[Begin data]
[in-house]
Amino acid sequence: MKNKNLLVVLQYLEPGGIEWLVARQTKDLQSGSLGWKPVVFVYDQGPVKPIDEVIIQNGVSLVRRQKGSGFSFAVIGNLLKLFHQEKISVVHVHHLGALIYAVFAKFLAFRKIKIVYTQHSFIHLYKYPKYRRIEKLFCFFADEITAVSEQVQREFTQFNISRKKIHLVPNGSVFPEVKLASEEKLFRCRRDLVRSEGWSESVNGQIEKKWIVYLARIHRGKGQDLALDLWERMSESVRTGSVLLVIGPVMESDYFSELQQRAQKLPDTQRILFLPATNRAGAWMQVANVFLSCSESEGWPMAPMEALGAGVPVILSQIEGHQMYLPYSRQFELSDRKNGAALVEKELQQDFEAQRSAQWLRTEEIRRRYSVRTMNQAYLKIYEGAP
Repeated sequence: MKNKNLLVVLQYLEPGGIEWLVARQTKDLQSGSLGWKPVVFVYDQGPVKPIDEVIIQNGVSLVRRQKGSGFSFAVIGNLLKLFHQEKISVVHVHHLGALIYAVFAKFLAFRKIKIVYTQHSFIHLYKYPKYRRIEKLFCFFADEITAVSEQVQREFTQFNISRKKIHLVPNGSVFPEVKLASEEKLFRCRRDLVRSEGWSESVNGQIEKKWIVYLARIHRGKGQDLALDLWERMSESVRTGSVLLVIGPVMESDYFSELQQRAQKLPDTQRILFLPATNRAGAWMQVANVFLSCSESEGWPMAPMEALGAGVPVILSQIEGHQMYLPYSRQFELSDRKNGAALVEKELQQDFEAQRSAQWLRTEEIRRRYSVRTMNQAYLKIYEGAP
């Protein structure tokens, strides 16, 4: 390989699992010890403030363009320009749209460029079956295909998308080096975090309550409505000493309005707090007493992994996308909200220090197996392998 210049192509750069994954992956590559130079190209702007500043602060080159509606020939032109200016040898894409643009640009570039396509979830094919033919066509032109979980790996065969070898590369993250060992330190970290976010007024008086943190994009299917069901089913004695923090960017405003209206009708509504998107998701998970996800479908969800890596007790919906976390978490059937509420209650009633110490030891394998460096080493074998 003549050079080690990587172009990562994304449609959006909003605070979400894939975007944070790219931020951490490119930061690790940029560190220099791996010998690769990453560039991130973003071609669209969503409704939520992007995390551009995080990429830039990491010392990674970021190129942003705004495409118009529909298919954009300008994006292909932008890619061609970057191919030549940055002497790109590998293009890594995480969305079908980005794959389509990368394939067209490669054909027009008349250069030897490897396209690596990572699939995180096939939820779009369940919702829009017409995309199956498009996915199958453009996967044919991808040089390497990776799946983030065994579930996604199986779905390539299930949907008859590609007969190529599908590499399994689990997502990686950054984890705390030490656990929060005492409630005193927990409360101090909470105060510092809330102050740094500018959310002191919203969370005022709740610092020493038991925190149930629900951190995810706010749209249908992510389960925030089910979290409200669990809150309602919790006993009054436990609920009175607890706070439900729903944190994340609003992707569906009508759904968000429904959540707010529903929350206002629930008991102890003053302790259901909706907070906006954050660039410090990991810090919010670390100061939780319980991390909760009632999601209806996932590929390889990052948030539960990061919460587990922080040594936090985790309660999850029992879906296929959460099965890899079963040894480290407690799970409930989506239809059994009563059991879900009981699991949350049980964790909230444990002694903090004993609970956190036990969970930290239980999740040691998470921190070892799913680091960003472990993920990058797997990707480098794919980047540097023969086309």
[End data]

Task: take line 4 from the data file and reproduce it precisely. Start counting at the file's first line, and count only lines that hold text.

């Protein structure tokens, strides 16, 4: 390989699992010890403030363009320009749209460029079956295909998308080096975090309550409505000493309005707090007493992994996308909200220090197996392998 210049192509750069994954992956590559130079190209702007500043602060080159509606020939032109200016040898894409643009640009570039396509979830094919033919066509032109979980790996065969070898590369993250060992330190970290976010007024008086943190994009299917069901089913004695923090960017405003209206009708509504998107998701998970996800479908969800890596007790919906976390978490059937509420209650009633110490030891394998460096080493074998 003549050079080690990587172009990562994304449609959006909003605070979400894939975007944070790219931020951490490119930061690790940029560190220099791996010998690769990453560039991130973003071609669209969503409704939520992007995390551009995080990429830039990491010392990674970021190129942003705004495409118009529909298919954009300008994006292909932008890619061609970057191919030549940055002497790109590998293009890594995480969305079908980005794959389509990368394939067209490669054909027009008349250069030897490897396209690596990572699939995180096939939820779009369940919702829009017409995309199956498009996915199958453009996967044919991808040089390497990776799946983030065994579930996604199986779905390539299930949907008859590609007969190529599908590499399994689990997502990686950054984890705390030490656990929060005492409630005193927990409360101090909470105060510092809330102050740094500018959310002191919203969370005022709740610092020493038991925190149930629900951190995810706010749209249908992510389960925030089910979290409200669990809150309602919790006993009054436990609920009175607890706070439900729903944190994340609003992707569906009508759904968000429904959540707010529903929350206002629930008991102890003053302790259901909706907070906006954050660039410090990991810090919010670390100061939780319980991390909760009632999601209806996932590929390889990052948030539960990061919460587990922080040594936090985790309660999850029992879906296929959460099965890899079963040894480290407690799970409930989506239809059994009563059991879900009981699991949350049980964790909230444990002694903090004993609970956190036990969970930290239980999740040691998470921190070892799913680091960003472990993920990058797997990707480098794919980047540097023969086309």